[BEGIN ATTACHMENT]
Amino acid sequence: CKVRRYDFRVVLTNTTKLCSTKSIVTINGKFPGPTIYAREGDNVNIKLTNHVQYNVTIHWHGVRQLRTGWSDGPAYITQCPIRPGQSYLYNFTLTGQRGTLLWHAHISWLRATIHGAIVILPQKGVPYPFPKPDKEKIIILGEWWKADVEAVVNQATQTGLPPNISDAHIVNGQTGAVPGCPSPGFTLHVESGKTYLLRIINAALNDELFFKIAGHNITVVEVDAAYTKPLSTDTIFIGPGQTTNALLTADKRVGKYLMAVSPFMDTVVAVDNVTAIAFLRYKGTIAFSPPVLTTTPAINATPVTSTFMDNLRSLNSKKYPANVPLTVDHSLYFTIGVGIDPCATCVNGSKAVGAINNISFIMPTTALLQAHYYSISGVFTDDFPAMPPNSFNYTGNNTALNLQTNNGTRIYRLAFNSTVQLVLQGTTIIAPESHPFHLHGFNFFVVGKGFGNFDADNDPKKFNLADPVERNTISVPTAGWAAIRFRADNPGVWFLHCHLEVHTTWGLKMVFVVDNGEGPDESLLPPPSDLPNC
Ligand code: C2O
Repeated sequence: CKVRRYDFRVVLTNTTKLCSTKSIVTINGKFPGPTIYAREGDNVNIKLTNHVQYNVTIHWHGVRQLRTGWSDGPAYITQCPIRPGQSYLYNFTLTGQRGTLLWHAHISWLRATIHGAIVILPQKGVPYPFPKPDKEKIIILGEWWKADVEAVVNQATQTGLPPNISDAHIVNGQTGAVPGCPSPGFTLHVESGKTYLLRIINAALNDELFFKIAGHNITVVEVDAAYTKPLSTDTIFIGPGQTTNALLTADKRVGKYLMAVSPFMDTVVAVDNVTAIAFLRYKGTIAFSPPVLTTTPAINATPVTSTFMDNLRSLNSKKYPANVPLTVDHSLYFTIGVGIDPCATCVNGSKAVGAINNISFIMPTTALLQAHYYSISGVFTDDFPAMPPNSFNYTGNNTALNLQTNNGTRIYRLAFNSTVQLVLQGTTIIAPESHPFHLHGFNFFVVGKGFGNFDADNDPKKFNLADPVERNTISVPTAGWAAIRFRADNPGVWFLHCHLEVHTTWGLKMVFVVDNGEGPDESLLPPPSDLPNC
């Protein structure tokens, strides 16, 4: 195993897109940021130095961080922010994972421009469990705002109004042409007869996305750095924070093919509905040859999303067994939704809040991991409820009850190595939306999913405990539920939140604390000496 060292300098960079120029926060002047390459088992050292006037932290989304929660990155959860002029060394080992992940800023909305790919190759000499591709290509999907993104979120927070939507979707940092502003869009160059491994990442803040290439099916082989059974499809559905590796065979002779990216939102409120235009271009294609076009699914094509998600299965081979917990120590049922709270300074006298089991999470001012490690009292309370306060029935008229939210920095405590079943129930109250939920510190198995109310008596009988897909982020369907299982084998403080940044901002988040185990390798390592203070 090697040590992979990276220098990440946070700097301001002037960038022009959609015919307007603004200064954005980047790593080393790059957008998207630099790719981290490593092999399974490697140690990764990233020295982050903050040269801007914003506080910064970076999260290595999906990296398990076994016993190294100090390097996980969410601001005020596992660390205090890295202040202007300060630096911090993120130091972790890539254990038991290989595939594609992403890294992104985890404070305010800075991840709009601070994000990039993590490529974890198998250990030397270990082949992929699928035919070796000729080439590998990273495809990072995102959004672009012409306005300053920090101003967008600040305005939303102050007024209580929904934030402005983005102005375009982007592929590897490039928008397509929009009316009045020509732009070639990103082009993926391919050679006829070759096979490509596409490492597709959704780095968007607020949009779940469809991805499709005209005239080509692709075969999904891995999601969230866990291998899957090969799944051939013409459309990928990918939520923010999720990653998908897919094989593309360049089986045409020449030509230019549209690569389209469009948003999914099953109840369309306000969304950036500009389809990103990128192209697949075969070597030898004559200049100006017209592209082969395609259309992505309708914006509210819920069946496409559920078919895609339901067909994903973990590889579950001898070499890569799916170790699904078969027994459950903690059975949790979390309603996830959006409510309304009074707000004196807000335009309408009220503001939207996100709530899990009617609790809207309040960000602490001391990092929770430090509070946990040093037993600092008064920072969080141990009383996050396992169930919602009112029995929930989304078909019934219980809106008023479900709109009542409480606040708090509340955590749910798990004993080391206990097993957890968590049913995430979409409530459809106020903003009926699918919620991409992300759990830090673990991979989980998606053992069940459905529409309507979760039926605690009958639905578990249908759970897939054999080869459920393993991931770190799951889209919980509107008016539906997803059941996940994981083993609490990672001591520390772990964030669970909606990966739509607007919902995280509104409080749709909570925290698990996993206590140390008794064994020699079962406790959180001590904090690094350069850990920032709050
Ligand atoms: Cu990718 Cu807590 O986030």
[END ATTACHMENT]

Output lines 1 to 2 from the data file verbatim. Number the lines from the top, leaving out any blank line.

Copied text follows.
Amino acid sequence: CKVRRYDFRVVLTNTTKLCSTKSIVTINGKFPGPTIYAREGDNVNIKLTNHVQYNVTIHWHGVRQLRTGWSDGPAYITQCPIRPGQSYLYNFTLTGQRGTLLWHAHISWLRATIHGAIVILPQKGVPYPFPKPDKEKIIILGEWWKADVEAVVNQATQTGLPPNISDAHIVNGQTGAVPGCPSPGFTLHVESGKTYLLRIINAALNDELFFKIAGHNITVVEVDAAYTKPLSTDTIFIGPGQTTNALLTADKRVGKYLMAVSPFMDTVVAVDNVTAIAFLRYKGTIAFSPPVLTTTPAINATPVTSTFMDNLRSLNSKKYPANVPLTVDHSLYFTIGVGIDPCATCVNGSKAVGAINNISFIMPTTALLQAHYYSISGVFTDDFPAMPPNSFNYTGNNTALNLQTNNGTRIYRLAFNSTVQLVLQGTTIIAPESHPFHLHGFNFFVVGKGFGNFDADNDPKKFNLADPVERNTISVPTAGWAAIRFRADNPGVWFLHCHLEVHTTWGLKMVFVVDNGEGPDESLLPPPSDLPNC
Ligand code: C2O